A leading principle in the United Nations Agenda 2030 for Sustainable Development is “leaving no one behind”, seeking to realize the human rights of all, and shifting the world towards a sustainable and resilient path [53]. In Horizon Europe’s Strategic Plan 2021–2024 [54], the key strategic orientation is “Creating a more resilient, inclusive and democratic European society”. Thus, making use of innovative, inclusive, and efficient ways to contribute to lifelong learning is essential for the goal’s achievement. The use of CoPs is democratic and inclusive, and has the potential to improve learning among all citizens [55]. Subsequently, CoPs can contribute to improving public health, also, in low-income countries.

Strengths and Limitations

It is worth noting that the current review followed a rigorous methodology, as prescribed in the PRISMA-ScR framework [56], which enabled the essential data to be included. The aim of this review enabled the inclusion of primary studies that employed both quantitative and qualitative designs. This is deemed appropriate to identify, synthesize, and report on the various aspects of the specific objectives in the performance of the review. Nonetheless, the current scoping review was not devoid of drawbacks. The limited amount of evidence found is suggestive of lack of a broader perspective on the topic, which affects the generalizability of the findings. This may lead to the authors losing sight of other factors, such as demographics, e.g., age and geographical location, that could have a significant influence on vCoP participation, as well as the results from a vCoP. The studies included in this scoping review were restricted to the Western world, and, to open up the scope, there is a need for studies conducted in other parts of the world, such as other less developed countries.
No quality appraisal was conducted of the included studies. This may undermine the quality of the current synthesis, although the process is not mandatory for a scoping review. Finally, included in this review were publications written in English only, and no grey literature was included. This may have excluded important publications. However, given the theoretical topic targeted, we concluded that extending the inclusion criteria would have added a significant complexity to the search and review process, while, at the same time, not providing an added value. On the contrary, we consider our methodology to provide credibility to the synthesis useful to inform future research, as well as to feed into dementia care policy and practice.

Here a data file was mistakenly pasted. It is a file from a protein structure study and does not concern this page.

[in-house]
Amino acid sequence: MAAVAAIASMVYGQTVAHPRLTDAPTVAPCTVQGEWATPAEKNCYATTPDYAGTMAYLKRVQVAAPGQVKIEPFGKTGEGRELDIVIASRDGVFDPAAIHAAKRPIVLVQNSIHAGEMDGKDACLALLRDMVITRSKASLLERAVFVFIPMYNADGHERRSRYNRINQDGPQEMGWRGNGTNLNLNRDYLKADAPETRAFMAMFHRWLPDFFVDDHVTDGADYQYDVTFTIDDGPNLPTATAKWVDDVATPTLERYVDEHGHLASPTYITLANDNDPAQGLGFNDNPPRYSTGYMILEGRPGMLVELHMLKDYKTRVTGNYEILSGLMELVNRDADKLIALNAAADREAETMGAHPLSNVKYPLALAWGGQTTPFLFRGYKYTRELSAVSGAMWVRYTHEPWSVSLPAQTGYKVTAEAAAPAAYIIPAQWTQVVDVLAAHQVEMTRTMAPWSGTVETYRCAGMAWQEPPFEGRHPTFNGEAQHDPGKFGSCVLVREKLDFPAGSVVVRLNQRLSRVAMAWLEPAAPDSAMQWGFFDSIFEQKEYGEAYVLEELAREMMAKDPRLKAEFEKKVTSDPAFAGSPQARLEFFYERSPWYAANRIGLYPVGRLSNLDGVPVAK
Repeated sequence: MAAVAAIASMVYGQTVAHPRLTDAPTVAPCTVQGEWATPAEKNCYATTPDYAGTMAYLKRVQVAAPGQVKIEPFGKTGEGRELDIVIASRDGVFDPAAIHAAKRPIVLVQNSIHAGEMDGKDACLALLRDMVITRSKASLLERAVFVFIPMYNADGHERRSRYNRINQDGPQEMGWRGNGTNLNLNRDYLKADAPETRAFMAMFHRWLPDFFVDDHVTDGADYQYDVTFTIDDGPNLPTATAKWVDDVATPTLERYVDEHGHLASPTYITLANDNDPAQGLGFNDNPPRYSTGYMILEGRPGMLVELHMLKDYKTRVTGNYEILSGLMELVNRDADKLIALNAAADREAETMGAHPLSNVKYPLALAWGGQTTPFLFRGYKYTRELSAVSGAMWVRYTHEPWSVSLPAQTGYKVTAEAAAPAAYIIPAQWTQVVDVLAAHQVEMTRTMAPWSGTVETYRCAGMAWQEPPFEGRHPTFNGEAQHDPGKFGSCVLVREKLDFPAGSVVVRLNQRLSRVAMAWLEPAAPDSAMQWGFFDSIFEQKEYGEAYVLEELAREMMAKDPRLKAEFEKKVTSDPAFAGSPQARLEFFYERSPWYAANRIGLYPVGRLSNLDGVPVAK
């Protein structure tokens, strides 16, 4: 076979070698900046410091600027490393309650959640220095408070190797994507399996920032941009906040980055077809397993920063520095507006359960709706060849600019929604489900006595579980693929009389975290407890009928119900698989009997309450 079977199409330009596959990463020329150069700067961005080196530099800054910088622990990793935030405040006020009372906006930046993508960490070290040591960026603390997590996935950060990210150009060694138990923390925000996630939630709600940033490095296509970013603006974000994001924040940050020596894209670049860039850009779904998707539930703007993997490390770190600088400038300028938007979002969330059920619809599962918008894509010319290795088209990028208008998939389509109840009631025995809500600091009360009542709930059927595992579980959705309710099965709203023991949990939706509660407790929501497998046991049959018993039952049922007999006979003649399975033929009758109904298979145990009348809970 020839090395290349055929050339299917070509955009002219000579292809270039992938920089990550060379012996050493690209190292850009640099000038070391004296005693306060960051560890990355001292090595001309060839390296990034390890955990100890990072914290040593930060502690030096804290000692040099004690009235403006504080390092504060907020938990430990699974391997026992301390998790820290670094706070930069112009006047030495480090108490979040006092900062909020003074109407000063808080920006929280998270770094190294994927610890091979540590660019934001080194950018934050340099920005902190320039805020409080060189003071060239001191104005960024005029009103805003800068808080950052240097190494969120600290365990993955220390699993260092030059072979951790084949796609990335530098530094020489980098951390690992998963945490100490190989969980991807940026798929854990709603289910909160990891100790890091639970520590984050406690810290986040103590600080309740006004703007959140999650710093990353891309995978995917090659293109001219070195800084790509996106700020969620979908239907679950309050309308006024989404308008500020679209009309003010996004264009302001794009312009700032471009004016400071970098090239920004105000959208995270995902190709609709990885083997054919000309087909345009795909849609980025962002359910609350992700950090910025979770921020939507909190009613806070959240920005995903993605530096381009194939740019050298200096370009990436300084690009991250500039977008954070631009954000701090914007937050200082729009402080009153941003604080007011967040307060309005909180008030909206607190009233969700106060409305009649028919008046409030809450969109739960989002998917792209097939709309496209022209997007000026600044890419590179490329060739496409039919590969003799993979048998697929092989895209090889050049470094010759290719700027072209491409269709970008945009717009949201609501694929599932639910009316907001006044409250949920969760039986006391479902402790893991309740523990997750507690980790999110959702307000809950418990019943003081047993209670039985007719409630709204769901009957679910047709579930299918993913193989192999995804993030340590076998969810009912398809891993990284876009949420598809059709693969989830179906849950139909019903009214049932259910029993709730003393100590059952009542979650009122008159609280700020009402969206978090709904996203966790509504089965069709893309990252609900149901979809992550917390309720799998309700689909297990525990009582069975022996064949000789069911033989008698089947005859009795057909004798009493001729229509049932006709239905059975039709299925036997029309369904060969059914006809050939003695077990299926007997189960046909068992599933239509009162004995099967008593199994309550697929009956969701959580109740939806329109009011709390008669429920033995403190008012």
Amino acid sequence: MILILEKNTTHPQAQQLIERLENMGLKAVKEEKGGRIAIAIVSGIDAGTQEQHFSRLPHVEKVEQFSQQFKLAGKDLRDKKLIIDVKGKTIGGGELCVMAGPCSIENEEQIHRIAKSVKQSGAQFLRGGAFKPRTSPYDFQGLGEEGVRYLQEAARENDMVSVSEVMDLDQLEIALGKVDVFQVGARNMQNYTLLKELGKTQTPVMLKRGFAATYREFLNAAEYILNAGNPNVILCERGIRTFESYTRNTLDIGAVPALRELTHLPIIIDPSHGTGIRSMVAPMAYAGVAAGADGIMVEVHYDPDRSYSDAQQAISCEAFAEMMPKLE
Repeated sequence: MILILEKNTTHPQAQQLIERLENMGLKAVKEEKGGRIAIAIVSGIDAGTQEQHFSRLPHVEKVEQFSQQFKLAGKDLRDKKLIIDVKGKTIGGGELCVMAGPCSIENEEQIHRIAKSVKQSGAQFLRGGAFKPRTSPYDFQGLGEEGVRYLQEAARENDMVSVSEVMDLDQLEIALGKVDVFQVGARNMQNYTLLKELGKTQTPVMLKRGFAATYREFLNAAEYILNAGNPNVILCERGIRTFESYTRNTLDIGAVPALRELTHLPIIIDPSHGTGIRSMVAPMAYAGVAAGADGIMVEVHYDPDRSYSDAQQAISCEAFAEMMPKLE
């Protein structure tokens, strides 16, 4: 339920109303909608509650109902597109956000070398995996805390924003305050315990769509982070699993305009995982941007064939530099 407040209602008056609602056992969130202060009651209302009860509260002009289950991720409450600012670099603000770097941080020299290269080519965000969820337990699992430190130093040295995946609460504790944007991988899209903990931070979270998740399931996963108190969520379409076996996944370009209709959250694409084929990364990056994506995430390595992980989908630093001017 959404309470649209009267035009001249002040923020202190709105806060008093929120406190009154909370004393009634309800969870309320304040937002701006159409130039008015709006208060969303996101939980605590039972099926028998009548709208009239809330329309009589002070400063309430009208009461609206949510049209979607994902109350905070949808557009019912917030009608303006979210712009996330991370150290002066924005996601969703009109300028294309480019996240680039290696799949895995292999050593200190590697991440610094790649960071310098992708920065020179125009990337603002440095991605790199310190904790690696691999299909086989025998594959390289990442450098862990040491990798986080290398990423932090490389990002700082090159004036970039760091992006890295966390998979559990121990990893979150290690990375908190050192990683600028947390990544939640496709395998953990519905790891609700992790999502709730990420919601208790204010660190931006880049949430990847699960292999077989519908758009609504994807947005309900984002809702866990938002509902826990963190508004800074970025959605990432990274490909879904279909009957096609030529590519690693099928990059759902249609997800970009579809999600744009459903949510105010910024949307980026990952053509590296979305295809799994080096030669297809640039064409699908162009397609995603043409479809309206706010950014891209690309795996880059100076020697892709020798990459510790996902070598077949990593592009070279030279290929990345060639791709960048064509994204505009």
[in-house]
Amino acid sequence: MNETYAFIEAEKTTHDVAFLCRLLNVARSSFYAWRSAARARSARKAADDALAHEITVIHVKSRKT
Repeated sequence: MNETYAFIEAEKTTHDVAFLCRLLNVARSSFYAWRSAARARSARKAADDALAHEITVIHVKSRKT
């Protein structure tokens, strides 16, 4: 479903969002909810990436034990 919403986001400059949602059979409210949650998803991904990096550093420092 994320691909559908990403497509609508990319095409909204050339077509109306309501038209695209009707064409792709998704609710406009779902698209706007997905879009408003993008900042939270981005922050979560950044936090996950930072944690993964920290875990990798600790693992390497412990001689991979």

5. Conclusions and Implications

We conclude that vCoP as platforms seem to support knowledge acquisition and strengthen resilience for persons with dementia, as well as informal and formal caregivers, locally and globally. The findings can serve as a basis for stakeholders responsible for the enactment of mental health policies globally to enhance the implementation of scientific evidence into practice using innovative and inclusive methods. For clinical practice, it is essential for dementia care providers to become aware of current knowledge and alternative, cost-effective ways of providing dementia care. Action in countries where less attention is given to people with dementia may support bridging the gap between the less developed and the developed countries regarding dementia care, toward the achievement of the Agenda 2030 and the Sustainable Development Goals, SDG. Further research in less developed countries enabling the inclusion of other perspectives, and to increase the generalizability of evidence is, however, needed.

Author Contributions

Conceptualization, C.L. and A.M.F.; methodology, C.L. and J.D.-S.D.; software, J.D.-S.D.; validation, C.L. and A.M.F.; formal analysis, C.L. and J.D.-S.D.; investigation, C.L. and J.D.-S.D.; resources, C.L. and A.M.F.; writing—original draft preparation, C.L. and J.D.-S.D.; writing—review and editing, C.L., J.C., A.M.F. and J.D.-S.D.; visualization, J.D.-S.D.; supervision, C.L. and A.M.F.; project administration, C.L. and J.D.-S.D.; funding acquisition, A.M.F. All authors have read and agreed to the published version of the manuscript.


This research received no external funding. APC was partially funded by the Faculty of Medicine at Lund University, Sweden.

Institutional Review Board Statement

Not applicable.

Informed Consent Statement

Not applicable.

Data Availability Statement

Data sharing not applicable. No new data were created or analyzed in this study. Data sharing is not applicable to this article.


The authors would like to acknowledge Linda Grandsjö and Monica Landén at the Library & ICT Unit, Faculty of Medicine, Lund University, for support in the development of search strategies. The study was part of the Master’s in Medical Science degree for J.D.-S.D. The study was conducted within the context of the Centre for Ageing and Supportive Environments, CASE, Lund University.

Conflicts of Interest

The authors declare no conflict of interest.

Appendix A

Table A1. Preferred Reporting Items for Systematic Reviews and Meta-Analyses Extension for Scoping Reviews (PRISMA-ScR) Checklist [26].
Table A1. Preferred Reporting Items for Systematic Reviews and Meta-Analyses Extension for Scoping Reviews (PRISMA-ScR) Checklist [26].
Title1Identify the report as a scoping review.1
Structured summary2Provide a structured summary that includes (as applicable): background, objectives, eligibility criteria, sources of evidence, charting methods, results, and conclusions that relate to the review questions and objectives.1
Rationale3Describe the rationale for the review in the context of what is already known. Explain why the review questions/objectives lend themselves to a scoping review approach.1 & 2